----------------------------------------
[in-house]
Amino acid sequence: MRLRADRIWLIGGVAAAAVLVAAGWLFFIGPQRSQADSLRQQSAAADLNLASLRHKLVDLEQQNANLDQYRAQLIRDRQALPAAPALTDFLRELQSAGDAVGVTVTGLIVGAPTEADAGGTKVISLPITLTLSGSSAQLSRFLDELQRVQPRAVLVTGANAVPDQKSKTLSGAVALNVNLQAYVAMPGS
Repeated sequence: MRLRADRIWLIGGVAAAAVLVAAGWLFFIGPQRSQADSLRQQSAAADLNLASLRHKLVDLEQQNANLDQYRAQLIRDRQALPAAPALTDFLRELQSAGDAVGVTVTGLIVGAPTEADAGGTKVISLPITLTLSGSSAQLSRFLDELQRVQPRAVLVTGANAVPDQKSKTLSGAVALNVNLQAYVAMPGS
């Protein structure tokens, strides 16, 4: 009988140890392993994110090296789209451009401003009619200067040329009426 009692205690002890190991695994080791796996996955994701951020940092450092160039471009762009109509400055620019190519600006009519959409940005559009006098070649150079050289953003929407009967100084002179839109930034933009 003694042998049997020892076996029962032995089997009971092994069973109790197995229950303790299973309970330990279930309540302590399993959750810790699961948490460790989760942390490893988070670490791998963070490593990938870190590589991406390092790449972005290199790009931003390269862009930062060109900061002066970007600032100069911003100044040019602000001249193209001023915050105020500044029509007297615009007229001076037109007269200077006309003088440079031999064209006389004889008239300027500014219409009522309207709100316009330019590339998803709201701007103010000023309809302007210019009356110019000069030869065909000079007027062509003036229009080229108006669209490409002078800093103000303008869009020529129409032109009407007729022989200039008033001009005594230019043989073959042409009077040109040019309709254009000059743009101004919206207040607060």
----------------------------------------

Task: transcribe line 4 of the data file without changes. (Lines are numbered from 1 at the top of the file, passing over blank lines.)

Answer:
């Protein structure tokens, strides 16, 4: 009988140890392993994110090296789209451009401003009619200067040329009426 009692205690002890190991695994080791796996996955994701951020940092450092160039471009762009109509400055620019190519600006009519959409940005559009006098070649150079050289953003929407009967100084002179839109930034933009 003694042998049997020892076996029962032995089997009971092994069973109790197995229950303790299973309970330990279930309540302590399993959750810790699961948490460790989760942390490893988070670490791998963070490593990938870190590589991406390092790449972005290199790009931003390269862009930062060109900061002066970007600032100069911003100044040019602000001249193209001023915050105020500044029509007297615009007229001076037109007269200077006309003088440079031999064209006389004889008239300027500014219409009522309207709100316009330019590339998803709201701007103010000023309809302007210019009356110019000069030869065909000079007027062509003036229009080229108006669209490409002078800093103000303008869009020529129409032109009407007729022989200039008033001009005594230019043989073959042409009077040109040019309709254009000059743009101004919206207040607060």